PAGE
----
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On Fri, 07 Jan 2005 13:19:36 GMT, "Lloyd E. Sponenburgh"
......and in reply I say!:
remove ns from my header address to reply via email
From my (limited) experience, ........
most of my machinery makes so much noise anyway, a little hydraulic whine is nothing! <G>
......you have covered the most obvious reasons for cavitation with good flow. If the pump is not submerged, you may be getting cavitation because it's sucking a bit of air. IMLE, this may get _worse_ with low pressure, higher flow in open centre. Is there any sign of bubbling in the reserve tank? It may also be simply because the pump has to suck to a height and is starved. Is there any sort of non-return valve on the outlet of the tank, before the pump, that may be causing a restriction?

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On Fri, 07 Jan 2005 13:19:36 GMT, "Lloyd E. Sponenburgh"
<snip>

Can you substitute flexible hydraulic hose for the (presumably) rigid metallic pipe?
Mark Rand RTFM
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"Lloyd E. Sponenburgh" wrote:

Perhaps you could supply the make & type of pump and describe the the the way in which it is plumbed to the tank? What height does the pump have to draw the oil from the tank?
Also, how do you know that "the pump circulates to the tank at essentially zero pressure."?
Tom
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It's a cheap Prince 11gpm two-stage pump. Cheap. Hooked up to a 1725RPM 2HP pool pump motor. Lovejoy coupling.
The pump is _below_ the fluid level in the reservior. Actually, about 8" below.
I have a pressure gauge on the HP line, just before the ONLY restrictions in the bypass circuit -- namely, the OC bypass valve itself.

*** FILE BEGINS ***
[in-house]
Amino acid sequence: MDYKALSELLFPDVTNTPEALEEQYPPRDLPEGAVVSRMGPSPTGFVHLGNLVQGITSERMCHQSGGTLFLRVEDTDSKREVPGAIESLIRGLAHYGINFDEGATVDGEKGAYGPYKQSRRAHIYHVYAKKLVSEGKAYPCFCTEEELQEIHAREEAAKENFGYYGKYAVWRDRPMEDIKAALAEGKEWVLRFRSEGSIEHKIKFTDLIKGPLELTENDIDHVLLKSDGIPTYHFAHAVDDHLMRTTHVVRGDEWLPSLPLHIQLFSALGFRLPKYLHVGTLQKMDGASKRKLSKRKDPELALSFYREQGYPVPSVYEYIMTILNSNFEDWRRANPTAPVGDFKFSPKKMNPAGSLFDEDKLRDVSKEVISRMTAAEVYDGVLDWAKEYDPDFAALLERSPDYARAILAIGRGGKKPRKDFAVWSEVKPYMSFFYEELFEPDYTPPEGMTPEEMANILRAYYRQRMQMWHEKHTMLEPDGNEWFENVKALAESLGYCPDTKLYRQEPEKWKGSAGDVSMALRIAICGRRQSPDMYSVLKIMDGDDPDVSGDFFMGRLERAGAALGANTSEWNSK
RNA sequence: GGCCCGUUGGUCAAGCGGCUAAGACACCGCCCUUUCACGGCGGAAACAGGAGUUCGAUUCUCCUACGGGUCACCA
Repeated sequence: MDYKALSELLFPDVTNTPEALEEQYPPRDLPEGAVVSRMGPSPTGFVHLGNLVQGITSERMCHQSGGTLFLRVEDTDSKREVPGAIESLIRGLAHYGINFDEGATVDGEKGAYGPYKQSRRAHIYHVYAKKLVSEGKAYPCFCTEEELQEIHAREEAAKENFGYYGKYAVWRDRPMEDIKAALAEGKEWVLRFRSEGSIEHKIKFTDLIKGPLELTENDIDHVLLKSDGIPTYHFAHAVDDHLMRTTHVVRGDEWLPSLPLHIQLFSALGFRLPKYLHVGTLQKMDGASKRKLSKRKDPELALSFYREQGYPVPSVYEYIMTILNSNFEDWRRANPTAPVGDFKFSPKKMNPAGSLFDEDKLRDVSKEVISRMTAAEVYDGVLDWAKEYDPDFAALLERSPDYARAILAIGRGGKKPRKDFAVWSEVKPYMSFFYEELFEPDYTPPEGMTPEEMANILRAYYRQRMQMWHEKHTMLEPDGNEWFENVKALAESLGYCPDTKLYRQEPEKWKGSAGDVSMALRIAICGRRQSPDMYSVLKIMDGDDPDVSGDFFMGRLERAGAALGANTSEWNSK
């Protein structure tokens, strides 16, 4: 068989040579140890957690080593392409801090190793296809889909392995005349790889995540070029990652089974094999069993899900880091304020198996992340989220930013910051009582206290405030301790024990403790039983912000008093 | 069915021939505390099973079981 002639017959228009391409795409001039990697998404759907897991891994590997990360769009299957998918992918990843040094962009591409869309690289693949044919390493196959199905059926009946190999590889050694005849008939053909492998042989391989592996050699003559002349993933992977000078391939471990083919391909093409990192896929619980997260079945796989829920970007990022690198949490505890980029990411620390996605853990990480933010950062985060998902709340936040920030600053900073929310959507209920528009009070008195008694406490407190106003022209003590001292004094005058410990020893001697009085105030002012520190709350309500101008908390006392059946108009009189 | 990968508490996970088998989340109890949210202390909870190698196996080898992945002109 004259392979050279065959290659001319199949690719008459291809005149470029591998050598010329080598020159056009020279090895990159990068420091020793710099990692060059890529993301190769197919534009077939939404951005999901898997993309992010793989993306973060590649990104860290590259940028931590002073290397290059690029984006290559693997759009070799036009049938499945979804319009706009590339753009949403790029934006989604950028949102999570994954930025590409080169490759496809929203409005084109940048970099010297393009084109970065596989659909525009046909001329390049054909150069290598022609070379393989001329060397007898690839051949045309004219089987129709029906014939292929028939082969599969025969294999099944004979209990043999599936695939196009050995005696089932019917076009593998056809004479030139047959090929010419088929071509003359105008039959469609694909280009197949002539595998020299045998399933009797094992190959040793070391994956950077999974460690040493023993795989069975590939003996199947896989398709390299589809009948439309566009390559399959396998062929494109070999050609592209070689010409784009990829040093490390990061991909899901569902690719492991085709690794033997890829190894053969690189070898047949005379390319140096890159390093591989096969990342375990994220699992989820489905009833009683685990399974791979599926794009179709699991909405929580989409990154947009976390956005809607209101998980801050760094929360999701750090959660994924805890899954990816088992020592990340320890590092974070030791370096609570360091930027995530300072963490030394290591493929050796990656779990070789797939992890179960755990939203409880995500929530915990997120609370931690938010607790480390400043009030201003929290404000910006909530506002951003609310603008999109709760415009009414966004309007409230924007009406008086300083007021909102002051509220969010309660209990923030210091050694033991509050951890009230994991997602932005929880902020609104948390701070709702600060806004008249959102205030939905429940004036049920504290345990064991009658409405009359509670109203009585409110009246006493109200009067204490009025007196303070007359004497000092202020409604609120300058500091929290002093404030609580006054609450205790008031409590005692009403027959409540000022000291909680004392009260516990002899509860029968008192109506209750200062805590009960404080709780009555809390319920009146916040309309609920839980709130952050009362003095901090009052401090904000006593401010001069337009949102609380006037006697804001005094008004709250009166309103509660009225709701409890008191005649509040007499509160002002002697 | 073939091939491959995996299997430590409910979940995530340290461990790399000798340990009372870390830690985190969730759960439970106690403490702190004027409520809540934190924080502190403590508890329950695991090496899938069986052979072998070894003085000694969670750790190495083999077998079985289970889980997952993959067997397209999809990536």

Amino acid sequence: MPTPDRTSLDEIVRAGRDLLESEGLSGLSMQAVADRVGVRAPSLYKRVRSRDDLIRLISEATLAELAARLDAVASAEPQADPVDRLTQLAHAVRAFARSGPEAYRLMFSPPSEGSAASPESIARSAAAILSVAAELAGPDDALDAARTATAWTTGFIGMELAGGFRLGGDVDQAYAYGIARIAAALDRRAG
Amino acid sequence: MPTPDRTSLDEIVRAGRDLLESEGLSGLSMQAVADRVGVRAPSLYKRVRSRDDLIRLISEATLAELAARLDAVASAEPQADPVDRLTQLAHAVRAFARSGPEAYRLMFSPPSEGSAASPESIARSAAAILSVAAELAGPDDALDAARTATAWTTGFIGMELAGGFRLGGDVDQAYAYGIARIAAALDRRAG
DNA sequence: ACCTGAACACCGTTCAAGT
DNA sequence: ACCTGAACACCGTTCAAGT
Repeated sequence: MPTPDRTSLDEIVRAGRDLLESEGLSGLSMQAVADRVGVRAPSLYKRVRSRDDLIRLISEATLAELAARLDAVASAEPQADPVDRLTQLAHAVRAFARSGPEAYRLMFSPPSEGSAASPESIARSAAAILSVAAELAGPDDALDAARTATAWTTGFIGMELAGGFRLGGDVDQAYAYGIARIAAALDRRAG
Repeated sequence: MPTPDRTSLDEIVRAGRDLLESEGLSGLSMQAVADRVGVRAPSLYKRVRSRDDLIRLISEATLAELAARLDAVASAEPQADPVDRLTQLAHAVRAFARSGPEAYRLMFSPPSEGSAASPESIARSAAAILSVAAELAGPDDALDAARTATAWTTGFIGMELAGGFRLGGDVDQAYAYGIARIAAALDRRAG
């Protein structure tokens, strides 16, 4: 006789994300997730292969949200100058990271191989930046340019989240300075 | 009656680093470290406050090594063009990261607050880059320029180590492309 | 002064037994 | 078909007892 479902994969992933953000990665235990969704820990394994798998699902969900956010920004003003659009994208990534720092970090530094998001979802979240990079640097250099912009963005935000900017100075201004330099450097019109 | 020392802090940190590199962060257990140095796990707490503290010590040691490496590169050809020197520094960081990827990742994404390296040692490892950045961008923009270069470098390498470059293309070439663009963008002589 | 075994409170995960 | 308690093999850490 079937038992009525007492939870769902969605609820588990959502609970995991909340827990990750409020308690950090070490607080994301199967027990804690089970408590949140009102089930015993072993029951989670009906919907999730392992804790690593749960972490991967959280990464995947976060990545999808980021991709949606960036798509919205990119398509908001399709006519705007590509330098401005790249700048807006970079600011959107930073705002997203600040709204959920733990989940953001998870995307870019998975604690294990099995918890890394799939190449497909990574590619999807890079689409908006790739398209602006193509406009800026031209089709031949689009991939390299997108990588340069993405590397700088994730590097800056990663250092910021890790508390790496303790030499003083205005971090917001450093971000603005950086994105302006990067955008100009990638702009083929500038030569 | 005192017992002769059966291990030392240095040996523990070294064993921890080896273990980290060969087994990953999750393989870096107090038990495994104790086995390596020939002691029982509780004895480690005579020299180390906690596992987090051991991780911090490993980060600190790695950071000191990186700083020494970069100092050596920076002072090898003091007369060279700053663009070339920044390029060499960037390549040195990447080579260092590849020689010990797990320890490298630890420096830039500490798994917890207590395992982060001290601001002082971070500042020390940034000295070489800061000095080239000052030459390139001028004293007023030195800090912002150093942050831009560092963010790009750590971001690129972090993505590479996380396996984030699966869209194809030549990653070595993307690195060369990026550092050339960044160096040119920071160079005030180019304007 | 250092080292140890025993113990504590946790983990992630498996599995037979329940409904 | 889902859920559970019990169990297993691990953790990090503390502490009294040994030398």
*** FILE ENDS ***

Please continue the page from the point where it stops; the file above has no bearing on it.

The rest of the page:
The return lines are larger than the HP line. The HP line is 1/2", 3-wire, neoprene coated standard stuff from NAPA.
LLoyd
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"Lloyd E. Sponenburgh" wrote:

For someone asking for help, one gets the impression that you're not amenable to suggestion. Either start from basics or forget it. If you have a noise problem, the only way is to eliminate potential causes. That you appear to have an excessively noisy pump can only be confirmed if you remove any valves and run it straight into the tank. Noise can be caused by elbows too close to the intake side of the pump and causing cavitation. Your problem also can be the result of a poorly assembled hose. Assume nothing. I looked at a press a couple of years ago that exhibited just about identical symtoms to yours. Found that the valve, purportedly, an open center unit, was set up as a closed center and required the removal of a blanking plug to act per description. The result was a noise level about 1/10 of previous.
Tom
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proposed a theory ......and in reply I say!:
remove ns from my header address to reply via email

PMFJI. Ease up. He is attending to your questions.

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Old Nick wrote:

WPYC?